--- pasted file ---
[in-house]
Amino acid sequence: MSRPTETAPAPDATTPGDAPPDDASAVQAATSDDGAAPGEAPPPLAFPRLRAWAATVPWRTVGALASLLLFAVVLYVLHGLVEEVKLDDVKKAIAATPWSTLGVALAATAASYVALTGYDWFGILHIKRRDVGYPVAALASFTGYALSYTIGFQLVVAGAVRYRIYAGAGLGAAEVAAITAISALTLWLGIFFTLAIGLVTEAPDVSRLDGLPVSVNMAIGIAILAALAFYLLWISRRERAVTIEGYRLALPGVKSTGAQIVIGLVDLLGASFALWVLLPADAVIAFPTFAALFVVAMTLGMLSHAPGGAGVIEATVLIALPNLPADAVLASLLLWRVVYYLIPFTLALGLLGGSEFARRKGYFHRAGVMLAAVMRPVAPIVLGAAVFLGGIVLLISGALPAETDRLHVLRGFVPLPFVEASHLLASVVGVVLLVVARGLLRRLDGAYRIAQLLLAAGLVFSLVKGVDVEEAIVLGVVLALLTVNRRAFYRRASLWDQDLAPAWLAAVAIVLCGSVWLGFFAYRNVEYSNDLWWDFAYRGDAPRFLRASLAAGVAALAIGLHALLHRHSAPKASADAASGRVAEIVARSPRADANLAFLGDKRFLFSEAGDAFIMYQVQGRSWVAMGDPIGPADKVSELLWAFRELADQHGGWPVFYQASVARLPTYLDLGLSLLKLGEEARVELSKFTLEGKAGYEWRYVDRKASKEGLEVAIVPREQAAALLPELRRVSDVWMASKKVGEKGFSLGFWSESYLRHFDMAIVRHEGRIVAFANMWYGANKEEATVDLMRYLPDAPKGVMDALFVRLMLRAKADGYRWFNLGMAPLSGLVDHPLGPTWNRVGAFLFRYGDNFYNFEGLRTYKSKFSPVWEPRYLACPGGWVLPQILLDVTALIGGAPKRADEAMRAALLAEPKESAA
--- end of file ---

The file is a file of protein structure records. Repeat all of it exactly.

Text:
[in-house]
Amino acid sequence: MSRPTETAPAPDATTPGDAPPDDASAVQAATSDDGAAPGEAPPPLAFPRLRAWAATVPWRTVGALASLLLFAVVLYVLHGLVEEVKLDDVKKAIAATPWSTLGVALAATAASYVALTGYDWFGILHIKRRDVGYPVAALASFTGYALSYTIGFQLVVAGAVRYRIYAGAGLGAAEVAAITAISALTLWLGIFFTLAIGLVTEAPDVSRLDGLPVSVNMAIGIAILAALAFYLLWISRRERAVTIEGYRLALPGVKSTGAQIVIGLVDLLGASFALWVLLPADAVIAFPTFAALFVVAMTLGMLSHAPGGAGVIEATVLIALPNLPADAVLASLLLWRVVYYLIPFTLALGLLGGSEFARRKGYFHRAGVMLAAVMRPVAPIVLGAAVFLGGIVLLISGALPAETDRLHVLRGFVPLPFVEASHLLASVVGVVLLVVARGLLRRLDGAYRIAQLLLAAGLVFSLVKGVDVEEAIVLGVVLALLTVNRRAFYRRASLWDQDLAPAWLAAVAIVLCGSVWLGFFAYRNVEYSNDLWWDFAYRGDAPRFLRASLAAGVAALAIGLHALLHRHSAPKASADAASGRVAEIVARSPRADANLAFLGDKRFLFSEAGDAFIMYQVQGRSWVAMGDPIGPADKVSELLWAFRELADQHGGWPVFYQASVARLPTYLDLGLSLLKLGEEARVELSKFTLEGKAGYEWRYVDRKASKEGLEVAIVPREQAAALLPELRRVSDVWMASKKVGEKGFSLGFWSESYLRHFDMAIVRHEGRIVAFANMWYGANKEEATVDLMRYLPDAPKGVMDALFVRLMLRAKADGYRWFNLGMAPLSGLVDHPLGPTWNRVGAFLFRYGDNFYNFEGLRTYKSKFSPVWEPRYLACPGGWVLPQILLDVTALIGGAPKRADEAMRAALLAEPKESAA